The Harlem Renaissance was a cultural celebration for the African Americans, and the rebirth of their identity for years to come. Once slaves, struggling for freedom, African Americans were finally able to express themselves through the many arts of writing, acting and through music.
Fashion was forever impacted by the Harlem Renaissance. It expressed the person as a society member, and very much represented their social status. Fashion looks such as the masculine look, dresses day in and night out, and the flappers, the Harlem Renaissance changed how people dress and look today.
During the Harlem Renaissance, artists such as Aaron Douglas, Lois Mailou Jones, and many others began to picture the idea of the "New Negro" through their works. African Americans in Harlem were encouraged to celebrate their heritage and who they were, becoming more confident and more proud of their identity.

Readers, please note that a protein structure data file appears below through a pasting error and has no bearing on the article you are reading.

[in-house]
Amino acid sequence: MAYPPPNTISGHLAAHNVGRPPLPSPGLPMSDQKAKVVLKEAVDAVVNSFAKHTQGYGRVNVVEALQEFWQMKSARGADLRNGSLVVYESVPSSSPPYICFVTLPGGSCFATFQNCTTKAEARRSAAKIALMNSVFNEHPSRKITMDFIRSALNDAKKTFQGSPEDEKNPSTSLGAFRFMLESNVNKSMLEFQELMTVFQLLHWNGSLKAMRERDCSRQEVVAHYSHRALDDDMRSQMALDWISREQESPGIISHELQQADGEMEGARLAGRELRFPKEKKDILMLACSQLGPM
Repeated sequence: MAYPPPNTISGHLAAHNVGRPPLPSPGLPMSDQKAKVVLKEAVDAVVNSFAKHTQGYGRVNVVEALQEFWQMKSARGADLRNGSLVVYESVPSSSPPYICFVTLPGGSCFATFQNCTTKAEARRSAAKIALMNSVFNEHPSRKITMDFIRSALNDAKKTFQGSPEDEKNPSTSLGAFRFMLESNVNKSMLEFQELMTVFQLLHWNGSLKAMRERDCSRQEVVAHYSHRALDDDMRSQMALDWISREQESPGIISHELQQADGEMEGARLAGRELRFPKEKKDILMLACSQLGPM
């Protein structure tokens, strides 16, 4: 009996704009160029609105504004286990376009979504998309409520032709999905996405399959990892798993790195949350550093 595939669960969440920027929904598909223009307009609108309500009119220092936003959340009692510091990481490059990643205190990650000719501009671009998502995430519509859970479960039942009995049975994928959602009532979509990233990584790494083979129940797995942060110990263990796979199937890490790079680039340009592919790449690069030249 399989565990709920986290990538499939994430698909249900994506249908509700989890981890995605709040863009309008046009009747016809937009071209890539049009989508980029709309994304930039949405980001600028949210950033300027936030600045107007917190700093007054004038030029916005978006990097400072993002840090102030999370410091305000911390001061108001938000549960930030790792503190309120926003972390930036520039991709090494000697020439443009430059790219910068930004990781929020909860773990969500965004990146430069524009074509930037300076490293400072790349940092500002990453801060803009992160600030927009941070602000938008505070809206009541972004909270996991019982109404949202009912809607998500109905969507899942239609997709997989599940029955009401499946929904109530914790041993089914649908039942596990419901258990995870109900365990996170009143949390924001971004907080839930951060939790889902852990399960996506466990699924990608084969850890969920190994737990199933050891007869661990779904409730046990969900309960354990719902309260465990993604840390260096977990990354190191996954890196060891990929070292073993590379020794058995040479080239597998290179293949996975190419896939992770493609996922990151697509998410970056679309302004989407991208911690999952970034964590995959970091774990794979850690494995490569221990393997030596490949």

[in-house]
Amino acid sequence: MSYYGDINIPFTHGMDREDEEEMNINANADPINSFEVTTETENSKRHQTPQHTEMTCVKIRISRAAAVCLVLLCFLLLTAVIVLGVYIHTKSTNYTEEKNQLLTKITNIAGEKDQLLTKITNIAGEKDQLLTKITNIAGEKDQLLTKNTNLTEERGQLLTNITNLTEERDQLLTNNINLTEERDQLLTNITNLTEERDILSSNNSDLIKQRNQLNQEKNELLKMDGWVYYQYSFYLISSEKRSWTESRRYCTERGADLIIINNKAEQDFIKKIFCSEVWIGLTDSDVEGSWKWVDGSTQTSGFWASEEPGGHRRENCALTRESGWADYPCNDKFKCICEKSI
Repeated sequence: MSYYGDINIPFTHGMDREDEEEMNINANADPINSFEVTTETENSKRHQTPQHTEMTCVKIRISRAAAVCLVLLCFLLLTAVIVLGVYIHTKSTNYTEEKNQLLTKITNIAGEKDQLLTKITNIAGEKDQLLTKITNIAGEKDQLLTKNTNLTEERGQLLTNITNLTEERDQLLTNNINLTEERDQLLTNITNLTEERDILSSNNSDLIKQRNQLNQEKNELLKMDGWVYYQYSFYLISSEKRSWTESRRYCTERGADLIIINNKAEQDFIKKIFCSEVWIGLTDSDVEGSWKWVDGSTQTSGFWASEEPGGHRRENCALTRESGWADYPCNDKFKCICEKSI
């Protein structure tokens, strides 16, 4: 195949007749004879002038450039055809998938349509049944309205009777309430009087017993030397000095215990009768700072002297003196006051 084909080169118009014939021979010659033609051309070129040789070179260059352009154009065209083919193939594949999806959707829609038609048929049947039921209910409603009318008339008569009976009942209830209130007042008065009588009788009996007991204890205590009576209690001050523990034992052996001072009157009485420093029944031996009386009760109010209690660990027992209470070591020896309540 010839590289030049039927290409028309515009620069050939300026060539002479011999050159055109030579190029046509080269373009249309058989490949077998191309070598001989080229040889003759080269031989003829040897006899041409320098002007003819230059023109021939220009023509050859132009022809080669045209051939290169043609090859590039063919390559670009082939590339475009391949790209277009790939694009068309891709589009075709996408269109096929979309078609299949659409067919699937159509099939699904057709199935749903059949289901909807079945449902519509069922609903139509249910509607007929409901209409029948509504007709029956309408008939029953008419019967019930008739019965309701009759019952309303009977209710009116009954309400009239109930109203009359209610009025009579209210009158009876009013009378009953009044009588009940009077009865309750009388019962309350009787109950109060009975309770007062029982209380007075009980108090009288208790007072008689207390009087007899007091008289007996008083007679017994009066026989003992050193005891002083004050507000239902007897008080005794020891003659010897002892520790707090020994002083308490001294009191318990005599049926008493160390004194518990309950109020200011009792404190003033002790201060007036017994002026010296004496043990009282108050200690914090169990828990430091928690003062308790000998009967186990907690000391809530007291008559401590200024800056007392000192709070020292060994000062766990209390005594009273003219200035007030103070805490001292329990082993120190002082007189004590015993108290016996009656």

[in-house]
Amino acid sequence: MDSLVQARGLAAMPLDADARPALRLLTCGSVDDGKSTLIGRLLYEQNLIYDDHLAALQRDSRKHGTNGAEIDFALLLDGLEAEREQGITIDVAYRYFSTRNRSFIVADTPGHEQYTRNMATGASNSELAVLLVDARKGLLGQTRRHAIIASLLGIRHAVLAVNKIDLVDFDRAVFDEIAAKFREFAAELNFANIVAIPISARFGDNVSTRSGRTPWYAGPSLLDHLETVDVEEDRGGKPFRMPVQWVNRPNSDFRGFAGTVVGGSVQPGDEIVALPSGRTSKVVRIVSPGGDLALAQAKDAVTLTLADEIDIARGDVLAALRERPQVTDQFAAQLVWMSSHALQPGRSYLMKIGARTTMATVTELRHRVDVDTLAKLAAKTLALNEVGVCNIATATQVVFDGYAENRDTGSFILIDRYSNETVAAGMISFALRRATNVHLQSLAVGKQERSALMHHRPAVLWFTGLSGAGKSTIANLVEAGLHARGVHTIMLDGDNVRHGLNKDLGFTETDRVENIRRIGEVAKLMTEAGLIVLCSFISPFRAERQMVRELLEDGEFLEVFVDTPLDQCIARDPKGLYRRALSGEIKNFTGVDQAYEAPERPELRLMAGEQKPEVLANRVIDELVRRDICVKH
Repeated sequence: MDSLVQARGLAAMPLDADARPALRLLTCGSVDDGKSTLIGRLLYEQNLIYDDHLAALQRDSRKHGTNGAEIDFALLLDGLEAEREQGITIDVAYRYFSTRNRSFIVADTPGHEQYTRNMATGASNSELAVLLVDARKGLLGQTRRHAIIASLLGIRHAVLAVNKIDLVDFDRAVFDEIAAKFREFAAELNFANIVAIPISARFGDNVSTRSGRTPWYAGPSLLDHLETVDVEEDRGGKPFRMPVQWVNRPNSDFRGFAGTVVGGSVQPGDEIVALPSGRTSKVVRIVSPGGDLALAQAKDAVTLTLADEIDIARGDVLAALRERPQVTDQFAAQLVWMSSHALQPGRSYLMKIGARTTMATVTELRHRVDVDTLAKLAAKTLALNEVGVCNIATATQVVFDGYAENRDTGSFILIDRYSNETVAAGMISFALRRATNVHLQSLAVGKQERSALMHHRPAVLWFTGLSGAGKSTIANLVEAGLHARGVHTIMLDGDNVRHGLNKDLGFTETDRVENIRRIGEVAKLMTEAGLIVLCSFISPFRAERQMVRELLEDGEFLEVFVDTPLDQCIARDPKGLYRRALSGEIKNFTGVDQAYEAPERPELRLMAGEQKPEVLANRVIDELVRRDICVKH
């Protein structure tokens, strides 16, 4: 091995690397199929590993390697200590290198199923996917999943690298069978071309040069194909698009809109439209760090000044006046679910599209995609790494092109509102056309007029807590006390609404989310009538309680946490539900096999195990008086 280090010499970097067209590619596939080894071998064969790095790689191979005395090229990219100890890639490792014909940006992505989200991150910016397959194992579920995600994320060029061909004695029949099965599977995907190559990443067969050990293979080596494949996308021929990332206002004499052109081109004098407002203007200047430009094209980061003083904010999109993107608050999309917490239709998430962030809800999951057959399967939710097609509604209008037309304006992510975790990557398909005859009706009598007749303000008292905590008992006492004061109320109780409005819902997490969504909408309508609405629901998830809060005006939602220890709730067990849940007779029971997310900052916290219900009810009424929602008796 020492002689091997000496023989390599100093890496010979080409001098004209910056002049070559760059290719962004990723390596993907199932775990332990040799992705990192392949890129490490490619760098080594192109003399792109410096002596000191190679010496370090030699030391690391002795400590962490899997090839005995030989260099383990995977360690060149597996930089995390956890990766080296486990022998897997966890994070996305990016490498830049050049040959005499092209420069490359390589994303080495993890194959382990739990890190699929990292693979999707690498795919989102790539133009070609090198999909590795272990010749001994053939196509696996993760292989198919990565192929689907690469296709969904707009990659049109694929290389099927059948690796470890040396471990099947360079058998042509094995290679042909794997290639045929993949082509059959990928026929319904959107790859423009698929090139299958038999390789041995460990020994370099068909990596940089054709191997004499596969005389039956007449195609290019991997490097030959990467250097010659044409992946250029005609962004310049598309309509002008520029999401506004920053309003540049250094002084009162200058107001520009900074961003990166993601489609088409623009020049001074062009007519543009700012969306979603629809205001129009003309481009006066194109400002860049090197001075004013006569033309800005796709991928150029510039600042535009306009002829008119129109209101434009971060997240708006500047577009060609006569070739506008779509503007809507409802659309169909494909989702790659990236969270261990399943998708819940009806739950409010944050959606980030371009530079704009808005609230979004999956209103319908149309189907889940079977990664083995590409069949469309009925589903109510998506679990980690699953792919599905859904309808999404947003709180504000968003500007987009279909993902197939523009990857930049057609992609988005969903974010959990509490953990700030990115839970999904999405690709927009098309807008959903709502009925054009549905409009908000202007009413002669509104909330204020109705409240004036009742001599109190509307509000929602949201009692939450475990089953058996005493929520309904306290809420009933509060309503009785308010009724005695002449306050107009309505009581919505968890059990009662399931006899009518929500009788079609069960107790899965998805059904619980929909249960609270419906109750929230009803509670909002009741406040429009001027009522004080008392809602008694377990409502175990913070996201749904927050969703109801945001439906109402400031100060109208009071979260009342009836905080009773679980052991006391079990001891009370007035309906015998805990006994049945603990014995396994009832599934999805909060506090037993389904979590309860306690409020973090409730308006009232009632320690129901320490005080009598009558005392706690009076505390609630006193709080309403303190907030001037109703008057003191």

The Harlem Renaissance changed American culture through its music. Through musicals, the new burst of Jazz, and entertainment, they all redefined and shaped music to grow the way it is now.
The Harlem Renaissance shaped the identity of African Americans and "The New Negro". Realistic presentations of blacks were shown more and more, and they became more proud of who they were, "from social disillusionment to race pride."
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